The Portland City Council voted unanimously late on the afternoon of Dec. 12 to make significant changes to the 2018 Portland Clean Energy Fund.
Voters approved the measure 65 percent to 35 percent last year, agreeing to impose a new tax on retailers that have sales of more than $500,000 in Portland and more than $1 billion nationally.
The definition of "retailers" in the measure was vague and, after passage, city officials determined it would include large construction companies and companies that pick up garbage and recycling.
That infuriated those industries and led to negotiations between the Portland Business Alliance and City Hall. PBA pushed for exemptions of those industries and revenues from the sale of qualified retirement plans.
In a letter to city council, PBA President and CEO Andrew Hoan said his organization could live with the proposed changes that emerged from negotiations.
"By explicitly exempting the construction industry, the sale of retirement plans and residential garbage service—industries that are not retail by any definition—the amendments take an important step toward aligning the PCES with what the community was informed, in both campaign materials and official measure documents, was a tax only on large retail businesses," Hoan wrote.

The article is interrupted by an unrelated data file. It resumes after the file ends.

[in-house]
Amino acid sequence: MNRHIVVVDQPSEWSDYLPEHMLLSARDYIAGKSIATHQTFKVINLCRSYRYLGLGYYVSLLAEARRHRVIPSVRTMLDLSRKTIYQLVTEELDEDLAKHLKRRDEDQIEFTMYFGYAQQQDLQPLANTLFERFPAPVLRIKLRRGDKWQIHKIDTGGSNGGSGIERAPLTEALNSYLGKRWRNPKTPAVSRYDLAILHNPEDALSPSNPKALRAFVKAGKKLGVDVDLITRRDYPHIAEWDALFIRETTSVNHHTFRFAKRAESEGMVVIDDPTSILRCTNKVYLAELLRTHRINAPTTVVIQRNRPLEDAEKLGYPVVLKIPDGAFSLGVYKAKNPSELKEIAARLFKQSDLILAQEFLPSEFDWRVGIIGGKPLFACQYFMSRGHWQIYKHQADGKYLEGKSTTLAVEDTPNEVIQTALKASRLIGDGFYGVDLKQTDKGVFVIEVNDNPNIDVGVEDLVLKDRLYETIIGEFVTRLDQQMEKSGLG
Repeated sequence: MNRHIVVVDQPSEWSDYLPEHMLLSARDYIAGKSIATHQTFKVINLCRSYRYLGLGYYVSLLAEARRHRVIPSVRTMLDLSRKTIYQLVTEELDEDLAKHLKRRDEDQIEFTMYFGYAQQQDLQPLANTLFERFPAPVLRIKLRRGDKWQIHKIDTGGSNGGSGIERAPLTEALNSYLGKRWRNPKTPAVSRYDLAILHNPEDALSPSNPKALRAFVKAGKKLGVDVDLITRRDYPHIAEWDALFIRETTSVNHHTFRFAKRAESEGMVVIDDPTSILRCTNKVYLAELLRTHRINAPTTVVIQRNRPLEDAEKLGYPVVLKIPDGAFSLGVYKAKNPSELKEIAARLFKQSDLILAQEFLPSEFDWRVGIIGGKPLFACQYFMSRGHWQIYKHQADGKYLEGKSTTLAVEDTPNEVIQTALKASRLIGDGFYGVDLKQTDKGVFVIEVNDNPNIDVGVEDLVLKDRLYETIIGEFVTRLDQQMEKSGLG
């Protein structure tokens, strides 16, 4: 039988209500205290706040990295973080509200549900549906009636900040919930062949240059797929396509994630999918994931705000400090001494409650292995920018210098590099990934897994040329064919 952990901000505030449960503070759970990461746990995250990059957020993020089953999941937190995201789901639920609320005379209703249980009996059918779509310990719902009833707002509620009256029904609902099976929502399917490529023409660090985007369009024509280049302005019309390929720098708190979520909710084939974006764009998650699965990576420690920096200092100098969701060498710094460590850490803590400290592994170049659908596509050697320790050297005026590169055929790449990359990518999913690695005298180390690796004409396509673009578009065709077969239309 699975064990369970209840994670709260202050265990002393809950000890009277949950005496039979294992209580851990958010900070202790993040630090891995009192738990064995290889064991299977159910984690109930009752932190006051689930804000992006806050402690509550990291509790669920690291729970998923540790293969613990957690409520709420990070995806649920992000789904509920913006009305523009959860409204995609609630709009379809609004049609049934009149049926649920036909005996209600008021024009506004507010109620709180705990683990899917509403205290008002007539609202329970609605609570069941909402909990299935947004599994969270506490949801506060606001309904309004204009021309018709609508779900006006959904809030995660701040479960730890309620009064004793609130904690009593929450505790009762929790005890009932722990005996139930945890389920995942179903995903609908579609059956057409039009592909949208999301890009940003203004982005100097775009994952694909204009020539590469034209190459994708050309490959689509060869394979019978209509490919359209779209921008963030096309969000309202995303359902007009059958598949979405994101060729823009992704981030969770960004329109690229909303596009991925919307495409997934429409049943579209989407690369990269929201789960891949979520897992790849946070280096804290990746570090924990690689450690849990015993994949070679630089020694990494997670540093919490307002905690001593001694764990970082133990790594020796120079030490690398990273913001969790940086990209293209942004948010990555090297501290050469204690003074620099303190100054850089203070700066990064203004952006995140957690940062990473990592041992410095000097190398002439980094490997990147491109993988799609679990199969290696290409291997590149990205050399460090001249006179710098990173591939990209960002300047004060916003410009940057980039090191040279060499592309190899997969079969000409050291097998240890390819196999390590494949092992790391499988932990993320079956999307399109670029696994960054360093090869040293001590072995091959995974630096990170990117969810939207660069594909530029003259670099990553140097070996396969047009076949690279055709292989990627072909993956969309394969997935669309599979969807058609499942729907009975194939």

The exemptions will reduce revenue from the new tax by an estimated $10 million a year, according to Revenue Division Director Thomas Lannom. The new estimated revenue is $44 million to $61 million.
In council testimony, Oriana Magnera, the climate and energy policy coordinator at Verde, a non-profit that played a key role in promoting the measure, said the coalition of groups behind the Portland Clean Energy Fund could accept the compromise as well but would resist any further tweaks.
"We will fight fiercely if any future erosion occurs," Magnera told the council.
Commissioner Jo Ann Hardesty, who helped create the new tax, said she thought that even though the changes will mean less money, they are reasonable.
"It wasn't until after it passed that we found out the definiton [of retailer] was much broader than we anticipated," Hardesty said before casting a yes vote. "I am the mother of the PCEF and I stake my reputation on making sure it's enacted exactly as we envisioned."
The final tally was four to zero, with Commissioner Nick Fish absent.